29 Mar Hotel Guantanamo? Detainees Can Check Out, but They Can Never Leave
If anything, this order is a reflection of just how much the U.S. executive branch has lost credibility with the federal courts. The Defense Department offered sworn statements by high-level officials pledging that the U.S. government would not transfer detainees to places where they would not be treated humanely. This was not good enough for the federal judge, who held that allowing the transfer of detainees would extinguish their right in habeas to challenge their executive detention.
So the Defense Department is pretty much stuck. It is unclear under current law how long it can continue to detain aliens at Guantanamo. But it is now clear that under current law, they will not be given the discretion to clear out Guantanamo either.
The full order from Judge Harold Kennedy follows below:
MAHMOAD ABDAH, et al.,
GEORGE W. BUSH, et al.,
UNITED STATES DISTRICT COURT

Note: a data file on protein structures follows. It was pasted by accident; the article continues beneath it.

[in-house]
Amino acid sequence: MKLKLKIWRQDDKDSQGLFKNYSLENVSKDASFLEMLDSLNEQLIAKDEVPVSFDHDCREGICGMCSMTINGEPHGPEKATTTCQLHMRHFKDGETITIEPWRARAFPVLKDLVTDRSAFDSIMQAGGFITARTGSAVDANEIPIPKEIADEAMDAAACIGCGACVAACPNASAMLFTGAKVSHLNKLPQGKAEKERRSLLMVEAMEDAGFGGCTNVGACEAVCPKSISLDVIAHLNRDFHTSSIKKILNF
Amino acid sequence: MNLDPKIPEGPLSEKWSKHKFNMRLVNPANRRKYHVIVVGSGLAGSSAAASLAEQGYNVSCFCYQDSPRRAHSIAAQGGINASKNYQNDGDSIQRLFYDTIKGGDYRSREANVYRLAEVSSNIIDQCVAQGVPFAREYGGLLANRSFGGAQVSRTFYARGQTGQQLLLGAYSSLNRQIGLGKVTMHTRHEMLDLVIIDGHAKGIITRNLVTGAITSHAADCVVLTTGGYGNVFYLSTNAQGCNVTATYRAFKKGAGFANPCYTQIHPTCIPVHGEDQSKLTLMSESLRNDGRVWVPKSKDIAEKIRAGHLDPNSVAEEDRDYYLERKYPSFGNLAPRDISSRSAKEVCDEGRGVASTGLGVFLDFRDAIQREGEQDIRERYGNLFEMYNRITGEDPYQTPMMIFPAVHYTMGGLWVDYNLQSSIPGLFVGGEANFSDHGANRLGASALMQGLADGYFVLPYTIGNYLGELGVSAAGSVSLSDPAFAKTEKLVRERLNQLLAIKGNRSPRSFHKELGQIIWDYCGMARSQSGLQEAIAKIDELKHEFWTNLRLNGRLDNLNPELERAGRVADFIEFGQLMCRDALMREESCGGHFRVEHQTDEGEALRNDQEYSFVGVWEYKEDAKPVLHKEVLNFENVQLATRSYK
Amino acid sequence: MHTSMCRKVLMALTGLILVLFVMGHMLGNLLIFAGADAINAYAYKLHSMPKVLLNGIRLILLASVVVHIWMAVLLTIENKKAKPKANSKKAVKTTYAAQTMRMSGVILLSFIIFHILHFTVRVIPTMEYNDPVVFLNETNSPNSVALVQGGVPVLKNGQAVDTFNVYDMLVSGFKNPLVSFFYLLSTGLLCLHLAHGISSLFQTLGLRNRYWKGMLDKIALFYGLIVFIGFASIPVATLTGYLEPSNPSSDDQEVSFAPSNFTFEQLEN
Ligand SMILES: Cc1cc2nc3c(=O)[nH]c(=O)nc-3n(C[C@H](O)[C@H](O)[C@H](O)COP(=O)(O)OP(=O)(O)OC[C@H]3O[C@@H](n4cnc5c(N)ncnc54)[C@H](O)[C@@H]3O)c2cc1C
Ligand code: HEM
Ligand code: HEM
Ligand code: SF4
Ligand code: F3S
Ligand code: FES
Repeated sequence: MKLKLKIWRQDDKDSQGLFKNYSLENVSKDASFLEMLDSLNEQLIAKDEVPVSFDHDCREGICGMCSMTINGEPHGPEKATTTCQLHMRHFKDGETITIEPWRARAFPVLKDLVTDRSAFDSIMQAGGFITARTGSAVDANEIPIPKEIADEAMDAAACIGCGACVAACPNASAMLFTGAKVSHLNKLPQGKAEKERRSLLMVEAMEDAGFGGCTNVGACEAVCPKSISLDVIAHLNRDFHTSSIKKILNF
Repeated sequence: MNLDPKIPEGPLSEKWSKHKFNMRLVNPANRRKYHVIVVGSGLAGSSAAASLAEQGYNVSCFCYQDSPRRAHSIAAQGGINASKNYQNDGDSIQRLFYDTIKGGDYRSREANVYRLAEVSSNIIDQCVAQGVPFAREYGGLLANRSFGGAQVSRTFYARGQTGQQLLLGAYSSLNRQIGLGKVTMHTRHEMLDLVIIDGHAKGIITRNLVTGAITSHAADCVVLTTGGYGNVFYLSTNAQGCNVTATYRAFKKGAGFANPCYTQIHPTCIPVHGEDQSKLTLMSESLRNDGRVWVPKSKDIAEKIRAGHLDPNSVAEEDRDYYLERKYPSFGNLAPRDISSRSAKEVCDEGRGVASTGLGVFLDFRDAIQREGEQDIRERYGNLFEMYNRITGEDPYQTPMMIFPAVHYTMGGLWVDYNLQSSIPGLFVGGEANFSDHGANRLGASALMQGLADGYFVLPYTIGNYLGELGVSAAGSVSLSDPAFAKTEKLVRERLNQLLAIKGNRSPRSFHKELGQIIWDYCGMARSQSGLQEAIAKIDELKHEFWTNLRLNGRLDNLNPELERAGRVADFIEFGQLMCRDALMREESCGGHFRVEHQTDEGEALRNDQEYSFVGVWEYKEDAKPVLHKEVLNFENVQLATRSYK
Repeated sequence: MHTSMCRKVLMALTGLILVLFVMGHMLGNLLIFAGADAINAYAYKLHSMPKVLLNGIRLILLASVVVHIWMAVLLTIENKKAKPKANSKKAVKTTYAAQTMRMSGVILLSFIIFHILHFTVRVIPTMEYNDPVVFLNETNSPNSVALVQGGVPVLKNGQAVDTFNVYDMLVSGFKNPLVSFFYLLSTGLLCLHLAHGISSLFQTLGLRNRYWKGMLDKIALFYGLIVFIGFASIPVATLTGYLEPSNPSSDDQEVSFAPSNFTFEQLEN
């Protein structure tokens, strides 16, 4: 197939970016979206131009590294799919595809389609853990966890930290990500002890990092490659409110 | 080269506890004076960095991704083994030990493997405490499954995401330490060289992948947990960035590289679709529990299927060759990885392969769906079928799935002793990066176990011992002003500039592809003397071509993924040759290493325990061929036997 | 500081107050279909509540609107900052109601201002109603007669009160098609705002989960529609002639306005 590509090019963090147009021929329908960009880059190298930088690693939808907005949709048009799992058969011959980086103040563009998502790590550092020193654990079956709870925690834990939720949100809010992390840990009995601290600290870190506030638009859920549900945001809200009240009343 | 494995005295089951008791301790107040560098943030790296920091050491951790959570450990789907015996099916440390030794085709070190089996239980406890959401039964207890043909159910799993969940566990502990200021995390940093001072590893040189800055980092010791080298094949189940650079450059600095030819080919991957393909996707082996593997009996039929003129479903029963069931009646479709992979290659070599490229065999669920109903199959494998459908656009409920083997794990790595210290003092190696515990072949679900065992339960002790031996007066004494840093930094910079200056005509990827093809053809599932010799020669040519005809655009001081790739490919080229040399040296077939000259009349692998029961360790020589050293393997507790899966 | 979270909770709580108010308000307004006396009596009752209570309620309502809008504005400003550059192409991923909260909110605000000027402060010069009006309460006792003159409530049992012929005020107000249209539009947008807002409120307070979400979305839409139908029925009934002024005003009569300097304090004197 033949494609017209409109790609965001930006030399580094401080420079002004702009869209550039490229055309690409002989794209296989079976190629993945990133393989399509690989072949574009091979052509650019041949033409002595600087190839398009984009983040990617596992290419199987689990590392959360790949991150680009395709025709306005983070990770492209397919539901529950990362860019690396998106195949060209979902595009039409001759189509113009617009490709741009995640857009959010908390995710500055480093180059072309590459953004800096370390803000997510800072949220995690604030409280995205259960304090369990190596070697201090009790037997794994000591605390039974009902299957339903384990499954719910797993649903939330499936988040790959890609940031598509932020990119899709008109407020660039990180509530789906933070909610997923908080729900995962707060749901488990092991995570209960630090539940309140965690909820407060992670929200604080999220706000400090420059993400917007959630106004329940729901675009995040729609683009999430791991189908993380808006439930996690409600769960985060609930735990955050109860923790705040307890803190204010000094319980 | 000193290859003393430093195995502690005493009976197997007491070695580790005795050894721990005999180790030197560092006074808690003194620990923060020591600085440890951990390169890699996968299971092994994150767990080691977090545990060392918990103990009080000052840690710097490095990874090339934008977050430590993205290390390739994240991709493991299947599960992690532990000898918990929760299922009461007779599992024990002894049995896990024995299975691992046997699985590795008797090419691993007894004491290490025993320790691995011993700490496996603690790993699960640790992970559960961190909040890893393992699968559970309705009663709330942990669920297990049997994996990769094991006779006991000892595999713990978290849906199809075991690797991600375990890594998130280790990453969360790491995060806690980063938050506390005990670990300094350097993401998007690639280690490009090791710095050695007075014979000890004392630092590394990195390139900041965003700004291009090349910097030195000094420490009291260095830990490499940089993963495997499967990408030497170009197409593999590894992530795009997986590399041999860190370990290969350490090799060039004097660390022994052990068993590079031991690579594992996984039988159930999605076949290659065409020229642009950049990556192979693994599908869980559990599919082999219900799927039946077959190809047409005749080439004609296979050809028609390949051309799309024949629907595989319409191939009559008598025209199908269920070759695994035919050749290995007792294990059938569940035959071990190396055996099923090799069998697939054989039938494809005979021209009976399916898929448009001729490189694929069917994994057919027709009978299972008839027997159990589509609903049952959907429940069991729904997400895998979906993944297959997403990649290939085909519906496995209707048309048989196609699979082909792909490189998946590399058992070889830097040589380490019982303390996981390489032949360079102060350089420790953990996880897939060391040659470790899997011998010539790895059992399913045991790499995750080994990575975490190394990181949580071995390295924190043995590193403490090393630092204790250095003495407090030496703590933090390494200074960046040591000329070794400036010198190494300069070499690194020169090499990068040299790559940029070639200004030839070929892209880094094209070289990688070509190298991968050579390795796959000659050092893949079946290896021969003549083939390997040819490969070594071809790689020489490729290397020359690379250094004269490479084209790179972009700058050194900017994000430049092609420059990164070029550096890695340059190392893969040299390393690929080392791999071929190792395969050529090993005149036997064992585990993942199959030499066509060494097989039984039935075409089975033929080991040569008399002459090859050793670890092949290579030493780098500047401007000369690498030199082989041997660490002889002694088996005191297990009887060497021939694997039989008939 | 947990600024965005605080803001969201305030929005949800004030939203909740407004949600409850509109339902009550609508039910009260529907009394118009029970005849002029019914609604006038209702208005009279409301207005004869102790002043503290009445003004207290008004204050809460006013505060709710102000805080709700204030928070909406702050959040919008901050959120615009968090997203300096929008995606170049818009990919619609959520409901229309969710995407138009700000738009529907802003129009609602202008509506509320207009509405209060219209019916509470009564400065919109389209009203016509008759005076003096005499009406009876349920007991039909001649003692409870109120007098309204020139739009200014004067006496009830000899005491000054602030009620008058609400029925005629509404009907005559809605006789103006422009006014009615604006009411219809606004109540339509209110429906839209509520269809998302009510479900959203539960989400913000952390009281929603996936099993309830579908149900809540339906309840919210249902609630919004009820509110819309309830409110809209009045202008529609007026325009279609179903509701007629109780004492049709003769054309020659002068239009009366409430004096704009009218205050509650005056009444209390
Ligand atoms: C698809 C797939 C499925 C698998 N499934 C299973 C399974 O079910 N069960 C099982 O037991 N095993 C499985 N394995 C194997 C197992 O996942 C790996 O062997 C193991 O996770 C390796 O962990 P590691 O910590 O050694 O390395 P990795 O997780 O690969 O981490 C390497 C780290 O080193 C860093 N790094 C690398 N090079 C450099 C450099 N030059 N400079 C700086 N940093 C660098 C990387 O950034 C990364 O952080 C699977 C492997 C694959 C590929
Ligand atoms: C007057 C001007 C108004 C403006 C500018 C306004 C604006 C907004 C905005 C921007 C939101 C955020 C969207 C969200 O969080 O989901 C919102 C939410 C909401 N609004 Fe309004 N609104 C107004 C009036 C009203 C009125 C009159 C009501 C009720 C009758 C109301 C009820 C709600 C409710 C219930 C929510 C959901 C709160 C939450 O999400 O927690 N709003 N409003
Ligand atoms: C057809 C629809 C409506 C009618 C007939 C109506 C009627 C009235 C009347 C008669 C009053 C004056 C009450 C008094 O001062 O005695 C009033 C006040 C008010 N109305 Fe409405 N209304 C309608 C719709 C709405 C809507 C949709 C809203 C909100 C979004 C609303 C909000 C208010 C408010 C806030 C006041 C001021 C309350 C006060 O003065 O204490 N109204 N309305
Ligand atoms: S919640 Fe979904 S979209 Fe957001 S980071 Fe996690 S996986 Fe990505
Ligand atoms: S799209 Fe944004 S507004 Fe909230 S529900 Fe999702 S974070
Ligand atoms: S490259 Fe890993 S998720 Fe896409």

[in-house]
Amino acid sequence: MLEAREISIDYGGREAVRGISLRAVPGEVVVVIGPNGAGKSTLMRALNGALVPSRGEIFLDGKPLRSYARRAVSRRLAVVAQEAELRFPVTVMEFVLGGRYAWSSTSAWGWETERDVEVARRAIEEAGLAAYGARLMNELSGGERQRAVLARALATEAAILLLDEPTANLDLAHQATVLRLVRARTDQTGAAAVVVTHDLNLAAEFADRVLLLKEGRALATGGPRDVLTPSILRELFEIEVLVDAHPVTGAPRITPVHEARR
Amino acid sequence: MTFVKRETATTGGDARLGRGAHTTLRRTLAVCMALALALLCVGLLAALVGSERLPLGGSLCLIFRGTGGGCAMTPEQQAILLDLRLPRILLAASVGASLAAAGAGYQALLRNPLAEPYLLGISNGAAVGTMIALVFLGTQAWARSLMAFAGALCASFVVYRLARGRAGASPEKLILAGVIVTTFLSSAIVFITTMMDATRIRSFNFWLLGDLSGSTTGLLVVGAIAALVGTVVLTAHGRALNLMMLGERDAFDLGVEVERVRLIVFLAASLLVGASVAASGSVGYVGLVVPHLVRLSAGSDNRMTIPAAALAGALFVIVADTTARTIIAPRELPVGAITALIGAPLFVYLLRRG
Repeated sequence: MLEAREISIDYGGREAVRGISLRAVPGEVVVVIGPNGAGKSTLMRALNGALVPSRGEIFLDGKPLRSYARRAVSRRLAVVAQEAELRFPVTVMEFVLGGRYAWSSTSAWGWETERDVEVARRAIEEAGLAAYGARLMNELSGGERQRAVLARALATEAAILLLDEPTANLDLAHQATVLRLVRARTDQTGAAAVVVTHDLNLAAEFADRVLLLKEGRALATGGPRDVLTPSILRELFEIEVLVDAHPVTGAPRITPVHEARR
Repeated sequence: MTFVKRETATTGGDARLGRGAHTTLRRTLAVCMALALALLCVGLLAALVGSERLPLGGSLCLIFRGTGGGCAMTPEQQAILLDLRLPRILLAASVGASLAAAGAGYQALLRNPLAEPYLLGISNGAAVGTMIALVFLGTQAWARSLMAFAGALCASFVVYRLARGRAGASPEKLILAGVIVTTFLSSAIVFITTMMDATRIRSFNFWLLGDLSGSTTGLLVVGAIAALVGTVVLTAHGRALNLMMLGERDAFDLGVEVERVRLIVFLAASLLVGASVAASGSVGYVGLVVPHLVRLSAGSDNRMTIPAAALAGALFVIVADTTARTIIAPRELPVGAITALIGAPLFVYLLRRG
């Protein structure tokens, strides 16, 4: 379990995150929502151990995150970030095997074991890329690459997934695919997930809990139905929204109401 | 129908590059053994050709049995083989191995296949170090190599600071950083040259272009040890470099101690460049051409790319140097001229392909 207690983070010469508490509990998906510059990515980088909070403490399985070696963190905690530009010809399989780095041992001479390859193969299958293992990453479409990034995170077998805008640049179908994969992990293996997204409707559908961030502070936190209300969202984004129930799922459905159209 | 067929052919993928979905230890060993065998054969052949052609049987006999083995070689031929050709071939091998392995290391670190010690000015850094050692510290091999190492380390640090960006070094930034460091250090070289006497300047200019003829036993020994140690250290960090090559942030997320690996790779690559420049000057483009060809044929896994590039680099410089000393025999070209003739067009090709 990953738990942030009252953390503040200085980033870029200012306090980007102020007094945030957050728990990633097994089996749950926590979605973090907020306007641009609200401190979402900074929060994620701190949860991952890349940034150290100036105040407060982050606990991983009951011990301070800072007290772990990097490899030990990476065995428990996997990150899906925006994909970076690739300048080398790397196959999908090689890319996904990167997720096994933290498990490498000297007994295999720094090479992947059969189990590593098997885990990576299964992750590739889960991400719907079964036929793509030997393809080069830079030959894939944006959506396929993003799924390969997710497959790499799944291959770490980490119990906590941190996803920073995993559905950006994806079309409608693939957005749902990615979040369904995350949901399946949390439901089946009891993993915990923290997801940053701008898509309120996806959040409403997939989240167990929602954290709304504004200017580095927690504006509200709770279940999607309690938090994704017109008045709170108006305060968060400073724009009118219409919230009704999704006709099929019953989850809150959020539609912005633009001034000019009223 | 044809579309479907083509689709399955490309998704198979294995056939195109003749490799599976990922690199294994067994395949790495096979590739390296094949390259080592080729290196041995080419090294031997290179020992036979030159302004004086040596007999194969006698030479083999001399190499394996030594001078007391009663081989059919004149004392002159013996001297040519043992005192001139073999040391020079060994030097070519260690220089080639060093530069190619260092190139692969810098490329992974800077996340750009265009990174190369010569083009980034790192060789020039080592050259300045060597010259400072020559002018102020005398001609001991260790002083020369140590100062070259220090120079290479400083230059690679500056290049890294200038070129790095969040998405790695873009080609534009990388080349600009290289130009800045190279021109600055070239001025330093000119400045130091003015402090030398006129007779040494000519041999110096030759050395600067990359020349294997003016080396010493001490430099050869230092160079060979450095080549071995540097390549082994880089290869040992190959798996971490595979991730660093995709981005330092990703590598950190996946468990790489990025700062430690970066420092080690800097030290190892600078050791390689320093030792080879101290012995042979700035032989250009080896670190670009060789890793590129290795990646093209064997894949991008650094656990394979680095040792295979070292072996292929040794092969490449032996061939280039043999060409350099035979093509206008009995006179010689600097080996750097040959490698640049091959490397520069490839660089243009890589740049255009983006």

FOR THE DISTRICT OF COLUMBIA
Civil Action 04-1254 (HHK)
For the reasons stated in the court’s memorandum docketed this same day, it is this 29th
day of March, 2005, hereby
ORDERED, that Petitioners’ motion for a preliminary injunction is GRANTED; and it
ORDERED, that Respondents shall provide Petitioners’ counsel and the court with 30
days’ notice prior to transporting or removing any of Petitioners from Guantánamo Bay Naval
Base; and it is further
ORDERED, that this order shall remain in effect until the final resolution of Petitioners’
habeas claims unless otherwise modified or dissolved.
Henry H. Kennedy, Jr.
United States District Judge